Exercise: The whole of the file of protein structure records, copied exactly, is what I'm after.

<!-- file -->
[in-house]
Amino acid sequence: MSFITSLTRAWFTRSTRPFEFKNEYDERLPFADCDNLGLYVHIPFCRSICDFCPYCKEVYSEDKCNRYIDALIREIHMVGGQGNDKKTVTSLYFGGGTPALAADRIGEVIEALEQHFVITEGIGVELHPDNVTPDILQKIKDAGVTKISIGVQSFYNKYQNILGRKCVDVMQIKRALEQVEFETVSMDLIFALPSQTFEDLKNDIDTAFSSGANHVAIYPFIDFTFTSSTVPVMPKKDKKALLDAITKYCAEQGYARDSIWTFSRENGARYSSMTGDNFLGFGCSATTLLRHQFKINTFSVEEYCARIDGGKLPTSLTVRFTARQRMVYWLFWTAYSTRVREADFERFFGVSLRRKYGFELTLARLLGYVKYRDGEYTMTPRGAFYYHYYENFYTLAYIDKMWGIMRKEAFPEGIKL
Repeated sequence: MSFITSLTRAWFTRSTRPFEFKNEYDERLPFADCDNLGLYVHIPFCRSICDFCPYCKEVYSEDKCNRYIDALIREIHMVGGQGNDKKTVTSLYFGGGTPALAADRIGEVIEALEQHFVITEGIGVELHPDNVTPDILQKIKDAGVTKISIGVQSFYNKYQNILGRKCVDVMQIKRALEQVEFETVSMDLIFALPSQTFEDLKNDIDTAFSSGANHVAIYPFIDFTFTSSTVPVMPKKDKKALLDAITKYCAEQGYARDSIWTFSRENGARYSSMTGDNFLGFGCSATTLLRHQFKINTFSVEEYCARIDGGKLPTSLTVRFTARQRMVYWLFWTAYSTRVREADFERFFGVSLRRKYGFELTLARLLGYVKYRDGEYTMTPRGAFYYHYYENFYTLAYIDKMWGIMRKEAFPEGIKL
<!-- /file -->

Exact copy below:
[in-house]
Amino acid sequence: MSFITSLTRAWFTRSTRPFEFKNEYDERLPFADCDNLGLYVHIPFCRSICDFCPYCKEVYSEDKCNRYIDALIREIHMVGGQGNDKKTVTSLYFGGGTPALAADRIGEVIEALEQHFVITEGIGVELHPDNVTPDILQKIKDAGVTKISIGVQSFYNKYQNILGRKCVDVMQIKRALEQVEFETVSMDLIFALPSQTFEDLKNDIDTAFSSGANHVAIYPFIDFTFTSSTVPVMPKKDKKALLDAITKYCAEQGYARDSIWTFSRENGARYSSMTGDNFLGFGCSATTLLRHQFKINTFSVEEYCARIDGGKLPTSLTVRFTARQRMVYWLFWTAYSTRVREADFERFFGVSLRRKYGFELTLARLLGYVKYRDGEYTMTPRGAFYYHYYENFYTLAYIDKMWGIMRKEAFPEGIKL
Repeated sequence: MSFITSLTRAWFTRSTRPFEFKNEYDERLPFADCDNLGLYVHIPFCRSICDFCPYCKEVYSEDKCNRYIDALIREIHMVGGQGNDKKTVTSLYFGGGTPALAADRIGEVIEALEQHFVITEGIGVELHPDNVTPDILQKIKDAGVTKISIGVQSFYNKYQNILGRKCVDVMQIKRALEQVEFETVSMDLIFALPSQTFEDLKNDIDTAFSSGANHVAIYPFIDFTFTSSTVPVMPKKDKKALLDAITKYCAEQGYARDSIWTFSRENGARYSSMTGDNFLGFGCSATTLLRHQFKINTFSVEEYCARIDGGKLPTSLTVRFTARQRMVYWLFWTAYSTRVREADFERFFGVSLRRKYGFELTLARLLGYVKYRDGEYTMTPRGAFYYHYYENFYTLAYIDKMWGIMRKEAFPEGIKL